What Killed Football?

What was it, exactly, that sent Duke football into an epic tailspin, from which it is only now, forty years and millions of wasted dollars later, beginning to emerge? Was it admissions standards? Declining attendance? Bad business decisions?

All those things contributed, but let’s also consider a report commissioned by the Academic Council, the university’s faculty senate, in the politically charged and budget-challenged year of 1968. The twenty-six-page report, issued in the fall of ’69, recommended that Duke de-emphasize intercollegiate athletics and drop out of the ACC.

“The reasons for the decline are really complicated,” says deputy director of athletics Chris Kennedy, who arrived on campus in 1973 as a grad student and has both studied the history and been part of it. “That ’69 report had something to do with it. It really hurt recruiting, because [rival coaches] would go into kids’ living rooms and say, ‘Hey, don’t go to Duke, because they’re going to be playing in the Magnolia League and not giving scholarships in two years.’ ”

A five-member subcommittee chaired by beloved divinity school professor Barney Jones ’41, Ph.D. ’58 spent a year examining the Duke University Athletic Association, its loosey-goosey management structure under athletics director Eddie Cameron, and the red ink that splattered its bottom line.

The committee concluded that “the academic standards and programs of Duke University differ significantly from those of a majority of [ACC] members,” and that Duke “should leave the Atlantic Coast Conference and seek competition with educational institutions whose standards, programs, and interests are compatible with our own.”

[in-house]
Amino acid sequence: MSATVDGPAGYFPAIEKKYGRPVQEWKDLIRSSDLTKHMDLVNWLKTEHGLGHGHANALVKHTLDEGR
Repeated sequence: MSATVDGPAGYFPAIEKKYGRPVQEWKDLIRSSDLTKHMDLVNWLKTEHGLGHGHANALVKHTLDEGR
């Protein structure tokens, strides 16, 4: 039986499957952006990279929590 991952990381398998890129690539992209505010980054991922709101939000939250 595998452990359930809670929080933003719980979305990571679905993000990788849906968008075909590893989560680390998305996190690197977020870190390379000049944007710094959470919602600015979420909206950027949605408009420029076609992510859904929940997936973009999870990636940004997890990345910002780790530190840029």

Instead, of course, the university did the opposite. Tom Butters, who was interviewed by the committee in his role as baseball coach and phys-ed instructor, would soon create the Iron Dukes, and his fundraising ability helped offset some of the budget woes (and would land him Cameron’s old job in 1977).

But even with that infusion, the athletics department resorted to an ultimately self-defeating method to stay afloat: “selling” home games to big-time football schools, despite the certainty of a loss, in return for financial guarantees.

Says Kennedy: “I remember in ’77, which was the first year of our contract to go to Michigan two years in a row, [head football coach] Mike McGee ’60 said to me, ‘They’re throwing these kids to the lions for $200,000.’ ” Duke lost the two games by a combined score of 73-9.

“I’m not blaming Eddie Cameron—I did the same thing,” Kennedy says. “I sold games to Notre Dame and Tennessee when I was scheduling.”

The practice has been discontinued; that’s reflected in the 2013 schedule, which includes winnable non-conference games vs. N.C. Central, Memphis, Troy State, and Navy. “If we schedule properly, we’ll be bowl-eligible every year, which will help with recruiting, which will help with attendance, and will generate income in the long run rather than this one-time guarantee from Tennessee for $750,000,” Kennedy says. “You have to feel that regardless of all the tough years, we can figure out a formula that’s going to get us into the top twenty-five or thirty programs in the country on a fairly consistent basis." 

Barney Jones might even buy into that. It beats throwing kids to the lions any day.

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